If the world were merely seductive, that would be easy. If it were merely challenging, that would be no problem. But I arise in the morning, torn between a desire to improve the world and a desire to enjoy the world. This makes it hard to plan the day... EB White
Wednesday, October 6, 2010
Surpassed agendas at Holden Village
We've all got agendas, right? Even when we're on vacation there are usually things we want to accomplish. I had five agenda items for my visit to Holden Village that were all met or surpassed.
Rainbow trout at Holden Lake
1. Relax and recharge. I finished up 27 years working with the Kinship mentoring program recently, 21 as the executive director of Kinship of Greater Minneapolis. I was needing to charge the batteries. At Holden I was able to read, relax (including a hot tub with view of the mountains), enjoy wholesome food (yummy fresh baked bread), and even get in some successful trout fishing in a mountain lake. . Just being a part of the Holden community was inspiring.
Harvest moon via blind contour
2. Renew. I was looking to nurish the soul. This was acheived from attending interesting classes while at Holden, including studies with Diane Jacobson, from Luther Seminary and Susan Briehl, an inspiring Lutheran pastor. Daily evening vespers and morning matins were also part of the village experience. Much to my surprise, my favorite class was lead by a wildlife biologist, artist and nature writer, Heather Wallis-Murphy. She diminished our inhibitions of drawing and painting by teaching us to draw blind contours. This requires quickly sketching by only looking at the subject and not the paper. It was a great way to get the artistic juices flowing. I translated this exercise with my camera by doing a freehand picture of the full moon. I simply spelled out love in cursive while my camera's exposure of the moon was still open.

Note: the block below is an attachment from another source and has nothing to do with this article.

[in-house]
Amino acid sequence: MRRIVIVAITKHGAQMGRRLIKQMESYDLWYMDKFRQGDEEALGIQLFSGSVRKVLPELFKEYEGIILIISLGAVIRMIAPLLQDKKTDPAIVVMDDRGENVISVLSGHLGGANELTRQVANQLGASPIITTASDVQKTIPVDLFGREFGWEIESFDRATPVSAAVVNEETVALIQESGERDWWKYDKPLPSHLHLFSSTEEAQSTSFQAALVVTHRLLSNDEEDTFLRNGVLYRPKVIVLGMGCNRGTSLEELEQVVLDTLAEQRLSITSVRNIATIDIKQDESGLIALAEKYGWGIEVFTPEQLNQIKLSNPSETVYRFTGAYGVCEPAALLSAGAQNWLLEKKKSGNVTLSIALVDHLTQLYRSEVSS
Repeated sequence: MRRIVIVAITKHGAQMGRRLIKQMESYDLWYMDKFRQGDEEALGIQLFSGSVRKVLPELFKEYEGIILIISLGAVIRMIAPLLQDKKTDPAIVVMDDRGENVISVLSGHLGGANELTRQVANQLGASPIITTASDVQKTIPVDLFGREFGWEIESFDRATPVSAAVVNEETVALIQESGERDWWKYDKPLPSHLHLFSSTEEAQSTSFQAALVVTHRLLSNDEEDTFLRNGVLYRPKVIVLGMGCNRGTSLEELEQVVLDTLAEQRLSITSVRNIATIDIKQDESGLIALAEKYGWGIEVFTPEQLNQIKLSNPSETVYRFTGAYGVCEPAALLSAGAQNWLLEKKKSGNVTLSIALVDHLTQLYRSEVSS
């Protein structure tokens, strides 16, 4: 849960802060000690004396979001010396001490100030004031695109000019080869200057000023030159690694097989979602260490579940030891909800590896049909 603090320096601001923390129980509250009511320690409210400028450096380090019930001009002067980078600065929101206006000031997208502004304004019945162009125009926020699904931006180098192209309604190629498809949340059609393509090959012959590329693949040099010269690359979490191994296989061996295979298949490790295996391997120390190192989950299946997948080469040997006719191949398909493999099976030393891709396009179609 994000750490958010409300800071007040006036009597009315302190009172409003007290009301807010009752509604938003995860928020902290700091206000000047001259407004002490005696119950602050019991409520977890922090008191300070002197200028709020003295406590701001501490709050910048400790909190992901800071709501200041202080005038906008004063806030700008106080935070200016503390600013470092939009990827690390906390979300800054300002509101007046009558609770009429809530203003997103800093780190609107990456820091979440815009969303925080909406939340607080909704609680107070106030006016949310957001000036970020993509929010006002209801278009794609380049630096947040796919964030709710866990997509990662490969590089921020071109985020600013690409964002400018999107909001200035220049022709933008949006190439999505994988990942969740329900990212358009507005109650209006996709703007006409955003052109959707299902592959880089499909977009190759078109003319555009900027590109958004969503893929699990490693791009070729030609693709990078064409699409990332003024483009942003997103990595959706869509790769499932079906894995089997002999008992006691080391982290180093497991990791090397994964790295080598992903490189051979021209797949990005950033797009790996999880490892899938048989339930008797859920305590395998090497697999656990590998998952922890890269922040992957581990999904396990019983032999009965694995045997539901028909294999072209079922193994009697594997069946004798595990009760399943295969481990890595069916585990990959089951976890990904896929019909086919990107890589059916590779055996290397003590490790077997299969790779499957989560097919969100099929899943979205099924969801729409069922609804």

10 Mile Creek
3. Take Pictures. As evidenced in this blog, I was having a blast taking pictures. Thanks be to God for digital photography. I snapped 785 shots while at Holden and another 50 or so on the train ride home. In days to come I'll be posting pictures from the trail. There were times the beauty literally just about took my breath away. The weather was mostly ideal, with highs in the 60's. The fall colors were in full regalia. I was pleased to meet a new friend, Chip Mays, who also wanted to take pictures. We experimented with camera settings and had fun taking pictures of some of the mountains and the many waterfalls around the village.
Well worn boots
4. Breaking in boots. I had a new pair of boots that had been sitting looking rather forlorn for years in my basement. I was eager to get them finally broken in. It seems they weren't to be broken easily. I had a couple of toe nails that ended up bruised, but I was able to avoid blisters. My biggest hike, to Upper Lyman Glacier, I used my running shoes. These worked well, save for the long trek on some rather sharp rocks. While fishing at Holden Lake I walked in the water with my boots to retrieve a lure. Hiking back to the village with wet boots added the final touch to their breaking in ;-)
Renewed trail to Honeymoon Heights
5. Hiking. I did a lot of hiking. Some of the trails I went on included Monkey Falls, 10 Mile Creek, Copper Falls, Holden Lake (3xs), Honeymoon Heights, Hart Lake, and the granddaddy of them all, Upper Lyman Lake. In addition to hiking I was pleased to work with volunteers from the Washington Trails Association on the trail to Honeymoon Heights (pictured right). This was a fun group of volunteers that works hard to maintain trails throughout the state for others to enjoy. I would highly recommend volunteering time with them. It was a blast.